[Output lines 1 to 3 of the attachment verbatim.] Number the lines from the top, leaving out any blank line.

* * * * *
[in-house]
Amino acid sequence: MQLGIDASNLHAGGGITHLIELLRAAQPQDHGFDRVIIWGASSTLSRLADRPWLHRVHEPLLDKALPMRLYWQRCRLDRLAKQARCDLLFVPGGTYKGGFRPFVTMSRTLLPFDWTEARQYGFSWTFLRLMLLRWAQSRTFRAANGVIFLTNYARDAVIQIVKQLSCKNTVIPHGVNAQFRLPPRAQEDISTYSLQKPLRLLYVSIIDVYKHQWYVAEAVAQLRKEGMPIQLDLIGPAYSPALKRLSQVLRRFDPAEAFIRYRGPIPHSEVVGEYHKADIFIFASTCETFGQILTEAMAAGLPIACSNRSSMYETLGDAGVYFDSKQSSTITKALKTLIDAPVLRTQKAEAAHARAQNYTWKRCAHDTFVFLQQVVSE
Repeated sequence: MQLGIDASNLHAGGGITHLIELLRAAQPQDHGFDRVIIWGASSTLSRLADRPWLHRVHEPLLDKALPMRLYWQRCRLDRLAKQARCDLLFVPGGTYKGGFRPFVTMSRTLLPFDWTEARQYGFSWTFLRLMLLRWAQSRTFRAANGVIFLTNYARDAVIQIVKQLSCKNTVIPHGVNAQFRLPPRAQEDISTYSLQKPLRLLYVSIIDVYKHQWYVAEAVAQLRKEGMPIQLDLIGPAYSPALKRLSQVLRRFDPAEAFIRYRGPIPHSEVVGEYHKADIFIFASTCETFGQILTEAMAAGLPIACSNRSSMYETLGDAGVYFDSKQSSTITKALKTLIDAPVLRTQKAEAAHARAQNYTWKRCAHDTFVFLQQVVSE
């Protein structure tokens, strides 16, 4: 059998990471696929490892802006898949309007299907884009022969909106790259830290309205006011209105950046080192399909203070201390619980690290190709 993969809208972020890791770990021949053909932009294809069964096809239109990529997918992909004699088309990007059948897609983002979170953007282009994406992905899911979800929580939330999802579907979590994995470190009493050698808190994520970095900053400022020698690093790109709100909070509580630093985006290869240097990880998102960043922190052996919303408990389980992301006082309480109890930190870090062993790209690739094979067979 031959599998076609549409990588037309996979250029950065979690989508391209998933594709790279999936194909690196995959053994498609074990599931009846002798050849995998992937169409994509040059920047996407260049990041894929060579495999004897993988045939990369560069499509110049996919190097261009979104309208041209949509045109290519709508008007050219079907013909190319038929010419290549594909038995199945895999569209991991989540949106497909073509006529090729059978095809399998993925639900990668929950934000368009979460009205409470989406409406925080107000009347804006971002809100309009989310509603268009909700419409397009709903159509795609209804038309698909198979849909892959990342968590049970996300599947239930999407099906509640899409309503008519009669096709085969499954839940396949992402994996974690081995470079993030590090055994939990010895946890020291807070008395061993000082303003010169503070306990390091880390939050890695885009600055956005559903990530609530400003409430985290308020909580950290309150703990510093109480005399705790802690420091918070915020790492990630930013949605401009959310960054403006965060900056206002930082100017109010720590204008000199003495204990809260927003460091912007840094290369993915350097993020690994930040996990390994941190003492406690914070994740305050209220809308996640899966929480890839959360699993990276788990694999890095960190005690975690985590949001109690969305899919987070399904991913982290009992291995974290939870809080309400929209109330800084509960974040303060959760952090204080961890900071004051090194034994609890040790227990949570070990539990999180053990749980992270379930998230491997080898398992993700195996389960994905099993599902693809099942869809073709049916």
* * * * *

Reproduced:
[in-house]
Amino acid sequence: MQLGIDASNLHAGGGITHLIELLRAAQPQDHGFDRVIIWGASSTLSRLADRPWLHRVHEPLLDKALPMRLYWQRCRLDRLAKQARCDLLFVPGGTYKGGFRPFVTMSRTLLPFDWTEARQYGFSWTFLRLMLLRWAQSRTFRAANGVIFLTNYARDAVIQIVKQLSCKNTVIPHGVNAQFRLPPRAQEDISTYSLQKPLRLLYVSIIDVYKHQWYVAEAVAQLRKEGMPIQLDLIGPAYSPALKRLSQVLRRFDPAEAFIRYRGPIPHSEVVGEYHKADIFIFASTCETFGQILTEAMAAGLPIACSNRSSMYETLGDAGVYFDSKQSSTITKALKTLIDAPVLRTQKAEAAHARAQNYTWKRCAHDTFVFLQQVVSE
Repeated sequence: MQLGIDASNLHAGGGITHLIELLRAAQPQDHGFDRVIIWGASSTLSRLADRPWLHRVHEPLLDKALPMRLYWQRCRLDRLAKQARCDLLFVPGGTYKGGFRPFVTMSRTLLPFDWTEARQYGFSWTFLRLMLLRWAQSRTFRAANGVIFLTNYARDAVIQIVKQLSCKNTVIPHGVNAQFRLPPRAQEDISTYSLQKPLRLLYVSIIDVYKHQWYVAEAVAQLRKEGMPIQLDLIGPAYSPALKRLSQVLRRFDPAEAFIRYRGPIPHSEVVGEYHKADIFIFASTCETFGQILTEAMAAGLPIACSNRSSMYETLGDAGVYFDSKQSSTITKALKTLIDAPVLRTQKAEAAHARAQNYTWKRCAHDTFVFLQQVVSE